Can the Landlord Take Money out of My Deposit Because the Carpet Is Worn?


My landlord is withholding my security  deposit because he says we ruined the carpet. The carpet is a bit dirty and worn in places, but it was not in great shape when we moved in. Does this fall under "ordinary wear and tear"?


Unfortunately, there is no precise definition of the poetic phrase "wear and tear." One commonsense definition would be this: Ordinary wear and tear is what a reasonable person would expect to see after tenants have lived in the unit for that amount of time, assuming that the tenants took reasonable care of the premises. Of course, you will need another dollop of common sense to divine what reasonable means in this situation.

It does not mean that the rental has to be scrubbed with a bleach-dipped toothbrush; nor does it mean that a tenant who has used the unit as an artist's studio employing the Jackson Pollock spatter technique can expect to leave without paying for cleaning and repairs. In the last analysis, when a conflict persists, what is ordinary wear and tear may be what the small claims court judge decides it is.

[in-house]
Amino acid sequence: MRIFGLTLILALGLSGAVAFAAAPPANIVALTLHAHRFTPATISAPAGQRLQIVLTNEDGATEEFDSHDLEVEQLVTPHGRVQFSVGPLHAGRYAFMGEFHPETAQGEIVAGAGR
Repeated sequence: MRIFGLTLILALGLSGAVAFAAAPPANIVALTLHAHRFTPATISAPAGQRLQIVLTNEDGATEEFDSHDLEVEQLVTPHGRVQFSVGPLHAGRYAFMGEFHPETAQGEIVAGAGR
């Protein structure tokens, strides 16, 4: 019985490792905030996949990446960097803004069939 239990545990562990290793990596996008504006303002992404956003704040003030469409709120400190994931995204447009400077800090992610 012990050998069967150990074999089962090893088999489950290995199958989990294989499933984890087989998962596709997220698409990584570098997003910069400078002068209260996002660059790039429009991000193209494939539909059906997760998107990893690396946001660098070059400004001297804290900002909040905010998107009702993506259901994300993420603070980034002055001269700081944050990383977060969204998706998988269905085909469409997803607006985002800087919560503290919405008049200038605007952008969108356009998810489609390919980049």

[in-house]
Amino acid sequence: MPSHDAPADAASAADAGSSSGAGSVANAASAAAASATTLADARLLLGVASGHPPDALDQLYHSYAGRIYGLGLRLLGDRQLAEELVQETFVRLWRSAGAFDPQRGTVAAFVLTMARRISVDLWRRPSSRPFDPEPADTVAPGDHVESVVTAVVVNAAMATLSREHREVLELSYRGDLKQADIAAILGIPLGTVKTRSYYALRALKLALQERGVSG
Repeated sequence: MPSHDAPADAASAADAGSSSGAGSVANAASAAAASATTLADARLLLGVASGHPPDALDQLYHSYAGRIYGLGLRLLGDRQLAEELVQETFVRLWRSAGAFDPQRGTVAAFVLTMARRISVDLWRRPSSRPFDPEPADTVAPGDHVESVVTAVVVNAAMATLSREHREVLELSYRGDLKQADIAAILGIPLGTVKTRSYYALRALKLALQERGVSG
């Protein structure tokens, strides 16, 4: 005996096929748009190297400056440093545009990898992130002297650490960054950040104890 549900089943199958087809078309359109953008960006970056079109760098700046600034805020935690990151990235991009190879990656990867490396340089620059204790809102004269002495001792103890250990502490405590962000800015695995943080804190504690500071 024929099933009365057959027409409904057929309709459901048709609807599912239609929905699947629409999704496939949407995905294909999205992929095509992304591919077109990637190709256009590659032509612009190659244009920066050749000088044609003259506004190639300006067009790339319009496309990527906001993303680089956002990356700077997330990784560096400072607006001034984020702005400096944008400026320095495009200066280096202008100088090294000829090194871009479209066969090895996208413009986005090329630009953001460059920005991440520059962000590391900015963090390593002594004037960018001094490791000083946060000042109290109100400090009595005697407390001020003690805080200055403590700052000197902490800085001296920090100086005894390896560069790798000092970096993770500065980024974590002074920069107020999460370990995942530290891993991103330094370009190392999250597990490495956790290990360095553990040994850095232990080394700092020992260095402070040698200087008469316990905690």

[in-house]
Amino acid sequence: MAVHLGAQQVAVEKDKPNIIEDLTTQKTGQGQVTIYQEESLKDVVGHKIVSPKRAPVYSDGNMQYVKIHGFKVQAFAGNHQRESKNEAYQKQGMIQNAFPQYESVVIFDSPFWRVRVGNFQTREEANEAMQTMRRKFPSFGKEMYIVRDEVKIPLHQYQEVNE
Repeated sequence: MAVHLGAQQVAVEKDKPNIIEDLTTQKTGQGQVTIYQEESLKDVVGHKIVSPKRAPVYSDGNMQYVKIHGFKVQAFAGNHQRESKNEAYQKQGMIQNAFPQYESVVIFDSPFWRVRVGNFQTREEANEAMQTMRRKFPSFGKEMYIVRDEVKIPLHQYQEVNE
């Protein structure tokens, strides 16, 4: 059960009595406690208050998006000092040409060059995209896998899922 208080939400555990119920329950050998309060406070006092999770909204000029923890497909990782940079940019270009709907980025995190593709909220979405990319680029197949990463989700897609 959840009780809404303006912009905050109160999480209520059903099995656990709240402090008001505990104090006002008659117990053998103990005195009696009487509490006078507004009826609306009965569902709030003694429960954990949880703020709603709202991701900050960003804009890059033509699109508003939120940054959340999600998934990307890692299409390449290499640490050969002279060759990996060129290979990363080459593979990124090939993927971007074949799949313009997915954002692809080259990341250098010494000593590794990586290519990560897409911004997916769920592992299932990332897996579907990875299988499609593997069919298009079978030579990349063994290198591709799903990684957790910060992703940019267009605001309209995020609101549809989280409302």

And in your case, the answer will depend on just how bad the carpet is and whether you can prove what its condition was when you moved in. Did you and the landlord do a walkthrough when you moved in? Did you fill out a move-in checklist to record damage that was pre-existing? If so, these things will help you in court.

Is the landlord charging you for carpet cleaning or replacement of the carpet? Unless you absolutely destroyed the carpet, a small claims court judge would no doubt say the landlord has no right to  charge you for its full replacement cost (assuming you can prove its condition was not pristine when you moved in).

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